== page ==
Uproar as Padua woman hosts migrants for free

Uproar as Padua woman hosts migrants for free
Padua's mayor has cracked down on people illegally housing migrants in private property. Photo: Mahmud Turkia/AFP
Thousands of Padua residents have signed a petition to evict six migrants from a house where they’ve been hosted for free.

The petition comes amid a crackdown by Massimo Bitonci, mayor of Padua and member of the far-right anti-immigrant Northern League party, on tenants hosting migrants in private properties.

Three thousand people have so far put their names to the petition to evict the six migrants, who moved into the city centre property that is rented by the woman, called Patrizia, last month TGcom24 reported.

Fabrizio Boron, a Northern League councillor who organized the petition, said “there is no guarantee that they’re not terrorists”.

The rental contract for the property expires on July 31st and Patrizia is reported to have fled the city and left the matter with her brother to deal with, TGcom said.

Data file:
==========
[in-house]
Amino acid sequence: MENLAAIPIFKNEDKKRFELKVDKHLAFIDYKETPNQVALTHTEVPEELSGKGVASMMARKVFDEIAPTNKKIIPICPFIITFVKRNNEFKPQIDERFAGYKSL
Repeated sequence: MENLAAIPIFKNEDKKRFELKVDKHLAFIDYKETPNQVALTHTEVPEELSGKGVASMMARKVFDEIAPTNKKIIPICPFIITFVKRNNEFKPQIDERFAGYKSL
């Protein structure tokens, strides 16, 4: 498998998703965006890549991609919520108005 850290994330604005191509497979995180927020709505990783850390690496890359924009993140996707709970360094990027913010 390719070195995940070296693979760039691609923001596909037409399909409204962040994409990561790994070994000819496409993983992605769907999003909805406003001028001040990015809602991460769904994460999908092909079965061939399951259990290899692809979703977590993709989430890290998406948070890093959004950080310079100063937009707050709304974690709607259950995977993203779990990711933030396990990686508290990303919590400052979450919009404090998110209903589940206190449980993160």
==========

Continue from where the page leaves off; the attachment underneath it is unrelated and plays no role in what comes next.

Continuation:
Her brother, who reportedly works for a charity called Percorso Vita, is said to have convinced her to loan the organization the property for free.

The property’s owner was quoted by TGcom as saying: “I’m very upset, I won’t let it happen again.”

Bitonci said that “hosting illegal immigrants in private homes is the wrong choice.”

“People have asked me to intervene because the situation is intolerable,” he added.

Police are due to start checks on homes across the Veneto city, where more than 500 migrants are said to have recently arrived, from Monday, Padova Oggi reported.

In practice, tenants can reach an agreement with social cooperatives to make properties available, but need to comply with health and safety regulations. Anyone caught flouting the rules faces a fine of €500 or more.

For almost a year, 200 migrants have been housed in 40 apartments across the city, Roberto Tuninetti, who works for Coges, a social cooperative, told Corriere del Veneto.

The Veneto and Lombardy regions refused a request from the Italian government in April to find emergency housing for the country’s migrant influx.

The call came after a surge in attempted illegal crossings from the coast of north Africa saw nearly 8,500 migrants rescued in one weekend, reigniting a debate in Italy over whether or not the country has a duty to house all new arrivals.

More than 1,000 migrants died while attempting the crossing within one week in April after their boats capsized.